Illustration: Pat Campbell
This month, 1000 or so bright graduates from across the country will move to our city to join the Australian Public Service. The typical grad is no cleanskin: she's 32 years old and has held a range of other jobs; she no doubt has set habits. Yet Canberra will change her markedly, and not always in helpful ways. Within weeks, a new idiom will begin to infect her once clear speech and writing. Within months, she will succumb entirely to TLAs.
(At this point, pedants may shout out that the TLA – or three-letter acronym – is not an acronym at all; it's an initialism. I hope they can put this objection aside, just for this article.)
Only Defence staff would know that MANPADS are not incontinence underwear.
The local government unveiled a new TLA for the entire city late last year: the place formerly known as Canberra is now, simply, CBR. It's fitting, as impenetrable arrays of capital letters are what the ACT is all about. When Alexander Downer became foreign minister in 1996, he was handed a brief to help him understand his new role. It reportedly included a 100-page glossary to decrypt the thousands of acronyms and other short forms he needed to know to be across his portfolio.
Impenetrable arrays of capital letters are what the ACT is about. Photo: Melissa Adams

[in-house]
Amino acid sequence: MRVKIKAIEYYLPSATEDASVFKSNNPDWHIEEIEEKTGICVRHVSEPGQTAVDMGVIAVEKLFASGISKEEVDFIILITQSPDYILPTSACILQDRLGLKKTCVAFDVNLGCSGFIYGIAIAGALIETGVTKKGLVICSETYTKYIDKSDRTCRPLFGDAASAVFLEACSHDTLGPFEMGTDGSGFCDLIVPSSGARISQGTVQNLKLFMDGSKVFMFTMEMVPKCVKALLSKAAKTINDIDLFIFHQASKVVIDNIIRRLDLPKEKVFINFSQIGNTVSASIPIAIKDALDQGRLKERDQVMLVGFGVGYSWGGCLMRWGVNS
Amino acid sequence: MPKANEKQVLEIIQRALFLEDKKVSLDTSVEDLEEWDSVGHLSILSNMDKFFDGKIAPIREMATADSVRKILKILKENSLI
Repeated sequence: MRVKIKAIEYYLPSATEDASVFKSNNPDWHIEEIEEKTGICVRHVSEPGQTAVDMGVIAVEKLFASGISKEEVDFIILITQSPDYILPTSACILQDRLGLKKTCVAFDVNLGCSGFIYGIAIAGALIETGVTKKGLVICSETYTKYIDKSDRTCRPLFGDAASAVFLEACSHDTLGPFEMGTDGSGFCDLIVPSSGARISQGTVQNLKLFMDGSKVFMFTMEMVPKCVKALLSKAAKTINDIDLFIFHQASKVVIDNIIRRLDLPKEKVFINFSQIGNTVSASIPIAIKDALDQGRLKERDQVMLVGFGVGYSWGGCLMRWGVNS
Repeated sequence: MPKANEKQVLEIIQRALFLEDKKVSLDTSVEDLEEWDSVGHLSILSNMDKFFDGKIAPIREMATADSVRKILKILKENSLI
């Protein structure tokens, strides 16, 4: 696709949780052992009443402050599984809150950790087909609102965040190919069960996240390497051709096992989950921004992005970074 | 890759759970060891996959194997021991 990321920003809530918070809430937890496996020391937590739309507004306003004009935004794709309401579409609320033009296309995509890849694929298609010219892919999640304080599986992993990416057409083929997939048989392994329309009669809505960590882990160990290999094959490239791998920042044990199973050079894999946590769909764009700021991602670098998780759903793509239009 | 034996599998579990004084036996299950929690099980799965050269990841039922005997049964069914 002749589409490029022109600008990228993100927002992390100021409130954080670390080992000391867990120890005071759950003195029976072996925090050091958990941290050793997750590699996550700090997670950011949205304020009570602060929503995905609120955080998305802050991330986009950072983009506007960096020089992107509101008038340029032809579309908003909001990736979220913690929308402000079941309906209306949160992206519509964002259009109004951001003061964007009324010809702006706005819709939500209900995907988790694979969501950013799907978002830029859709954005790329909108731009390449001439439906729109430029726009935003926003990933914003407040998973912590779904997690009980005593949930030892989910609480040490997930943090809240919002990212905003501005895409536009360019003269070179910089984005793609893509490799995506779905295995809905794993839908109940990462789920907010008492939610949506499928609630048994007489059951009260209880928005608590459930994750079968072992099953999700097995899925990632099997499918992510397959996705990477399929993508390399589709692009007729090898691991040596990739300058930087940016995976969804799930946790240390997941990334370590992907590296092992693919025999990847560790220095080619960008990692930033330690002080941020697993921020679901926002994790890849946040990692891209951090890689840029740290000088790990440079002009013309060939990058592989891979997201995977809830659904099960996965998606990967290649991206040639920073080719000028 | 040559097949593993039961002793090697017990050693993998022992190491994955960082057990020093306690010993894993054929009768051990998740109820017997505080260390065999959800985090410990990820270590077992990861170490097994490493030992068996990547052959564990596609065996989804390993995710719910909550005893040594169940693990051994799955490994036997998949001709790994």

Each year, the APS's new recruits undergo a similar, though perhaps less extreme, initiation. They receive an AGSN (Australian government staff number) that stays with them for their career. They must quickly learn the arcane nomenclature of whichever agency or department hired them. For some workplaces, that's easy; for others, it's tougher. For Defence Department employees, it's a Sisyphean task.
Military personnel prefer acronyms to words, and the Russell bureaucracy creates jargon faster than any newcomer can hope to master it. Only Defence staff would know that MANPADS are not incontinence underwear. (It's a man-portable air defence system, which itself needs translation: a shoulder-launched anti-aircraft missile.) Among Defence's most important documents are PACMAN and PACMATE (the pay and conditions manual and its accompanying "administration and technical explanation"). They contain thousands of pages and are effectively too large to print. The latest list of updates to the two volumes was itself 302 pages long. In Russell, no one has any intention of being understood.
The incoming graduates will also find that parts of their new workplace language are embedded into Canberra's social life. They will be invited to join SNoG. They will aspire to be an AS, not an ass. Strangers will ask them at parties: "So, what level are you?" For some people, the answer – be it APS4, APS5 or EL2 – will determine whether they're worth getting to know. The Abbott government has made life a little easier: its decision to simplify administrative arrangements means public servants no longer work at places such as DIICCSRTE, DBCDE, DEEWR or FaHCSIA, and sparked raucous celebrations among staff who had to answer every phone call by reciting their department's full name.
In the defence bureaucracy at Russell, no one has any intention of being understood. Photo: Andrew Taylor